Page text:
Archive | June, 2010

Homemade Mexican Restaurant Hot Sauce

30 Jun

You know how every Mexican restaurant (at least here in San Diego) has it’s own yummy hot sauce?  Typically there will be a salsa bar with pico de gallo and red and green hot sauce, sometimes onion and cilantro, etc.  It’s different at every restaurant, but always spicy and flavorful, adding a kick to burritos, tacos, eggs…  Whatever.

The only thing is – I make a lot of Mexican food at home.  And earlier this week I was making “carnitas” in my crock pot.  I decided to make some hot sauce of my own to go with.  We had some hot peppers from a plant one of hubby’s students gave him (they all matured at once, within a few days of his getting the plant, and we ended up drying them out).  I think they’re a type of jalapeno, but they don’t actually specify on the tag (they’re some sort of hybrid).

This is so good – fresh and spicy and incredibly flavorful.  Very different from anything you’d find in a jar.  And so very easy!    You could use fresh tomatoes if you have them, but make sure that they’re very tomato-ey (not the watery grocery store ones, please!).

Elisa’s Homemade Mexican Restaurant Hot Sauce

  • 1/2 small onion, diced
  • 2-4 cloves garlic, crushed
  • 1-2 ripe hot peppers, fresh or dried (obviously how many you use depends on how hot you want the hot sauce; start with a little bit and add as necessary)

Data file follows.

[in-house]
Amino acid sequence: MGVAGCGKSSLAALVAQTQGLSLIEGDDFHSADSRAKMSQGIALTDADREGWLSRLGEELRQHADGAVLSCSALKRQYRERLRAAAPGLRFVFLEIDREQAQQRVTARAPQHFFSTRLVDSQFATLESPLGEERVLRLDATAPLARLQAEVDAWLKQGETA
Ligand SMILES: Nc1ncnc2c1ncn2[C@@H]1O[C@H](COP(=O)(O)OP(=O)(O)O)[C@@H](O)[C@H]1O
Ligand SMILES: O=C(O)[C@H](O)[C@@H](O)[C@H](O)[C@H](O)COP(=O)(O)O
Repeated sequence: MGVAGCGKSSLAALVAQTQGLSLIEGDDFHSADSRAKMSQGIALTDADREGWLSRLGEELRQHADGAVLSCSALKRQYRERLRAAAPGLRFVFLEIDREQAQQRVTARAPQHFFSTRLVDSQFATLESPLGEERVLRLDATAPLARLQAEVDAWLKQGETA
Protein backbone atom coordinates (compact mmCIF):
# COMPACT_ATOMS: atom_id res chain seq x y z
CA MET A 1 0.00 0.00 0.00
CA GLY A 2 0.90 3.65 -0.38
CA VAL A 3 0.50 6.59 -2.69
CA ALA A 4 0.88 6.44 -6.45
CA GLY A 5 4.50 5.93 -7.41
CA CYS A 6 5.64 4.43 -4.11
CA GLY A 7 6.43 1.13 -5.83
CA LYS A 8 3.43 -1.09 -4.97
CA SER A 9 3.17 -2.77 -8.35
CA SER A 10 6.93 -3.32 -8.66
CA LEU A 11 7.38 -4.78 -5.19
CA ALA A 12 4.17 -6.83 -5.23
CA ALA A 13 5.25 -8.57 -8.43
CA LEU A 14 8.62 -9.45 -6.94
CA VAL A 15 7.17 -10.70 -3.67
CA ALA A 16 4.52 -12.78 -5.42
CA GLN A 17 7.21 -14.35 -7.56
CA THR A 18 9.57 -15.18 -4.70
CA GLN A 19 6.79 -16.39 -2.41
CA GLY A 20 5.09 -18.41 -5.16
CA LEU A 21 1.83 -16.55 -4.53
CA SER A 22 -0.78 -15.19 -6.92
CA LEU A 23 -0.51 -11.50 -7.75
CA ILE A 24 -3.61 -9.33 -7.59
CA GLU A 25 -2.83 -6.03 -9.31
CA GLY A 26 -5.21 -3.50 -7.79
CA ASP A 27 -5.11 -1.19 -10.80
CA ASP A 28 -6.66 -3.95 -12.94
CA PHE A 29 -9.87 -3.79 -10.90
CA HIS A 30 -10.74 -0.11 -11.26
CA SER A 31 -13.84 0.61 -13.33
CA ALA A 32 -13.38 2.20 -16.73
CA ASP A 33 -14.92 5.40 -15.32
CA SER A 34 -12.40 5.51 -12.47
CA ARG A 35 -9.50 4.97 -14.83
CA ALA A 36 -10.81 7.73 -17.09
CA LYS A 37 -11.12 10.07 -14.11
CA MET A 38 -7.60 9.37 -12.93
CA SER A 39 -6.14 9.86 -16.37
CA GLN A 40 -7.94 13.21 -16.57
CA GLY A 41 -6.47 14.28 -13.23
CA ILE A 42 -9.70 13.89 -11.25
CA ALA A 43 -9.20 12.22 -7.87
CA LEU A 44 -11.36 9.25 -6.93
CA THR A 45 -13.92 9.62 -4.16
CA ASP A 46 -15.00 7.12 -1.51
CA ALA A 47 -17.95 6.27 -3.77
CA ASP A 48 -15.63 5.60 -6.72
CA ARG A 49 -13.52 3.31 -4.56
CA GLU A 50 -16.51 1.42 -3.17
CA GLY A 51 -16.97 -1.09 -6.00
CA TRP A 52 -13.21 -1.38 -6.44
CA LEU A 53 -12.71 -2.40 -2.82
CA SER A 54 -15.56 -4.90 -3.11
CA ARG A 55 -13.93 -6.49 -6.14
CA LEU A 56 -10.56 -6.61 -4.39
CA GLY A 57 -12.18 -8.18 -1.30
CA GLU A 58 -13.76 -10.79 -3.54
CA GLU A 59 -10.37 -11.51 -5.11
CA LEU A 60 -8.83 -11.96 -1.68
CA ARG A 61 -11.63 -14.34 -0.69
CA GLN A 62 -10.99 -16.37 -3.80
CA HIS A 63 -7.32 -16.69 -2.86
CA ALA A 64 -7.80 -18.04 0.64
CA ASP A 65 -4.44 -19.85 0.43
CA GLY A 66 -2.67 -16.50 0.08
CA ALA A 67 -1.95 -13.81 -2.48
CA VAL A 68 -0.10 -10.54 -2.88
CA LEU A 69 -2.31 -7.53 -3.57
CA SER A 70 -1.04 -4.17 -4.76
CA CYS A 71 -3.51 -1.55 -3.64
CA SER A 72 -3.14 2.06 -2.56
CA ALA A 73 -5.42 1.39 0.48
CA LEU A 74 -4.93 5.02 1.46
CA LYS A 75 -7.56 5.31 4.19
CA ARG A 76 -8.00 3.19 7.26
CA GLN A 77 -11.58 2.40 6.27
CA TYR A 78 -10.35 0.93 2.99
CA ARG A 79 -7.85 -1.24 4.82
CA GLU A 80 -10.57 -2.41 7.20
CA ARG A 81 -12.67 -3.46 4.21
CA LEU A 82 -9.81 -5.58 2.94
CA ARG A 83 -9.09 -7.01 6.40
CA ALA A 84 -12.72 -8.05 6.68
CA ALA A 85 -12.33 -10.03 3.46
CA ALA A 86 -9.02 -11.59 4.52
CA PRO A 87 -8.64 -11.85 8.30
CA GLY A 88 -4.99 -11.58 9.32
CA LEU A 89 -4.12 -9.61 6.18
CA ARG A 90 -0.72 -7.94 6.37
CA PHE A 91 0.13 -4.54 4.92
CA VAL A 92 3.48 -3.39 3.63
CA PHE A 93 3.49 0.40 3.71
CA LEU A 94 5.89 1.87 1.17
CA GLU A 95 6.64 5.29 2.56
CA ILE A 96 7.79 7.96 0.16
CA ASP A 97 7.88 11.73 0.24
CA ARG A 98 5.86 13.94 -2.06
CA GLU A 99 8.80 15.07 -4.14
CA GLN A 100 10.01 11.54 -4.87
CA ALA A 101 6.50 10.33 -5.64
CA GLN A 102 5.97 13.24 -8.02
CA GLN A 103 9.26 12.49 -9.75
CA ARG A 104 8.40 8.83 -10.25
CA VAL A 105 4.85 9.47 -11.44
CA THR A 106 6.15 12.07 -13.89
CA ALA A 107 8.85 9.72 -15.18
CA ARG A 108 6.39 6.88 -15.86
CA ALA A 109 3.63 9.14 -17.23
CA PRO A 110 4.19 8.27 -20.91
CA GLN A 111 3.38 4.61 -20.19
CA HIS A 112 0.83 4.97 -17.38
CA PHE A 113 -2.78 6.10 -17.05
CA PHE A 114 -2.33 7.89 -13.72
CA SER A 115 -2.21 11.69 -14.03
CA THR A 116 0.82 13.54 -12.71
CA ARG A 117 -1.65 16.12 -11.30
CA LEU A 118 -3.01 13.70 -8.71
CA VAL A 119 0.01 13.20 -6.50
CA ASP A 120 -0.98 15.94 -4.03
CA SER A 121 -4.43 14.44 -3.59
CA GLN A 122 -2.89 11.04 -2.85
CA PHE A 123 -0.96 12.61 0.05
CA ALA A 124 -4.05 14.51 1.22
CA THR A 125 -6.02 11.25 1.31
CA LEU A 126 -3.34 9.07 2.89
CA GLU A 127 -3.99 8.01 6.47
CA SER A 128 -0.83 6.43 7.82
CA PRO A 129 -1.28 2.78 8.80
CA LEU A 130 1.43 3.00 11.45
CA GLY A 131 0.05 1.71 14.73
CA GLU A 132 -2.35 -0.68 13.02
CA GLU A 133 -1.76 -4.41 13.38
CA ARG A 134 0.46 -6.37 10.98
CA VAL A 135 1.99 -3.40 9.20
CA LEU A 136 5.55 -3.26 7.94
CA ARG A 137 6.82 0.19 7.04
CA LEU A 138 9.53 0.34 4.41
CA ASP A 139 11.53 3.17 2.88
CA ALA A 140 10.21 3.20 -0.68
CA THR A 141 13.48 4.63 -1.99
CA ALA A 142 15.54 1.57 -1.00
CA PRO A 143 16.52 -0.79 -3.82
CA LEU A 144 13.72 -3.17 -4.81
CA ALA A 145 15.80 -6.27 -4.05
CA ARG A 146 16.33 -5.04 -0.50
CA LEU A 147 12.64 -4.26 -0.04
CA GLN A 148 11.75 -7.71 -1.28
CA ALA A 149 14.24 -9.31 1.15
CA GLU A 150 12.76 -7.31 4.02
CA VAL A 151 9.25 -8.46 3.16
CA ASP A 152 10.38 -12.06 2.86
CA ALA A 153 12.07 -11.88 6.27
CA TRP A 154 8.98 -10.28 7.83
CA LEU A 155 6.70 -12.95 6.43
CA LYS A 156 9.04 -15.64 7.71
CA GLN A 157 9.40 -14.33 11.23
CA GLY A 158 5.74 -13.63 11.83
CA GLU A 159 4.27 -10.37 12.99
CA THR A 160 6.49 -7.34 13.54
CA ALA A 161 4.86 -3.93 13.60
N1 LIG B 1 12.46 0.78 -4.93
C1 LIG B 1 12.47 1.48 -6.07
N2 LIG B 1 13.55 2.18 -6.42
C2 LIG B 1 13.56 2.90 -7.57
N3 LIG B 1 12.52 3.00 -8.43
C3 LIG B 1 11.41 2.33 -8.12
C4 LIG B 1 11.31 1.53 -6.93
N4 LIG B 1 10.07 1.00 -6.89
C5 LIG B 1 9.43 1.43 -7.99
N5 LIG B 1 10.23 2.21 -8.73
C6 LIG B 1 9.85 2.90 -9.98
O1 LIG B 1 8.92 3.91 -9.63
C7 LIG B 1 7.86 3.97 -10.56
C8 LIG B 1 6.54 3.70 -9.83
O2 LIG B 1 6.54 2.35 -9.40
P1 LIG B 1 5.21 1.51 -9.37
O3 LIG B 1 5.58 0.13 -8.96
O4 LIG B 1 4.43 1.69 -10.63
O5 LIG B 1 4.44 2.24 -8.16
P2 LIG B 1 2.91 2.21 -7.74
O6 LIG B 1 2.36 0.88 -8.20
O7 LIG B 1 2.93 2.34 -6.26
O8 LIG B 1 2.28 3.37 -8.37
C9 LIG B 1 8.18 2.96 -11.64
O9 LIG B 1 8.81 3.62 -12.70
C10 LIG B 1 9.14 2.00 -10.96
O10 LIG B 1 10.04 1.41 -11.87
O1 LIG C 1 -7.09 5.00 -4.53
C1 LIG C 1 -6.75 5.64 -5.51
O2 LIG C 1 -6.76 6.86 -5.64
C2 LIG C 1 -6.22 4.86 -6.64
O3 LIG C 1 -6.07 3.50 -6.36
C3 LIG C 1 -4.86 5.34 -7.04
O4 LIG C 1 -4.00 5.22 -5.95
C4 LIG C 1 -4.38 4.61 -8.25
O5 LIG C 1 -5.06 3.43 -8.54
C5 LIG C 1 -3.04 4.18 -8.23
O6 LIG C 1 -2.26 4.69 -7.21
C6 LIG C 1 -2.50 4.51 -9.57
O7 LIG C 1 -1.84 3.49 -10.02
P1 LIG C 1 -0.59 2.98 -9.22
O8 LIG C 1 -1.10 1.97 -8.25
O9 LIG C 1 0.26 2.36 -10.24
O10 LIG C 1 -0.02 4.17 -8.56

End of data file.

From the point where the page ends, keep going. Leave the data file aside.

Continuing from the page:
• 1/2 large sweet bell pepper, diced
  • 1 can (14-15 oz) diced tomatoes in juice
  • handful of fresh parsley or cilantro (I used parsley because my body can’t take cilantro at all – it makes me very sick to my stomach)
  • 1/2 tbsp white wine vinegar
  • salt and pepper, to taste

Add a small amount of olive oil to a large sautee pan over medium heat.  Add onion, garlic, and peppers to the pan with a little salt.  Cook until softened and add tomatoes, vinegar, and parsley. 

All the ingredients hang out in a pan before blending... This is why the sauce tastes so fresh!

Allow pan to cook for another 2-5 minutes or until most of the liquid has evaporated and you can no longer smell the vinegar sharpness.  Pour into a blender or food processor and blend until mostly smooth.  Taste for heat and seasoning.  If needed, cook more pepper in your pan and add it to your blended hot sauce.  Season with salt and pepper and allow to cool.  Serve with tacos or burritos (you could probably also use this to cook with!). 

I know it doesn't look like much on its own, but it's SO good!

Makes approx. 1 1/2 cups of hot sauce; if you don’t eat it right away, freeze small portions in baggies to use later.



22 Jun

Updated at 10:10 am; hopefully the photos are showing up correctly now and not smushing together…  Sorry if it posts twice on your reader!

I harvested my first big haul from our garden this past weekend; I filled up my jumbo 6 quart vintage tupperware bowl to overflowing with lettuce – twice.  Some of our nine heads of Red Leaf Romaine and Black-Seeded Simpson were two feet across!  I also harvested several tiny yellow tomatoes from our Sungold plant and a couple of handfuls of basil.  I’ve previously pulled a few sprigs of parsley and some thyme and chives off their respective plants, and we had a few strawberries (I don’t know that they like their pot very much, unfortunately).

However, yesterday was our first real “harvest”, with a quantity of different yummy produce straight from the back yard.

First, photos of the yard as it is right now.  You’ll remember that this is how my tomatoes used to look:

The tomato bed a MONTH ago

 Today, it looks like this:

This is the same bed, one month later.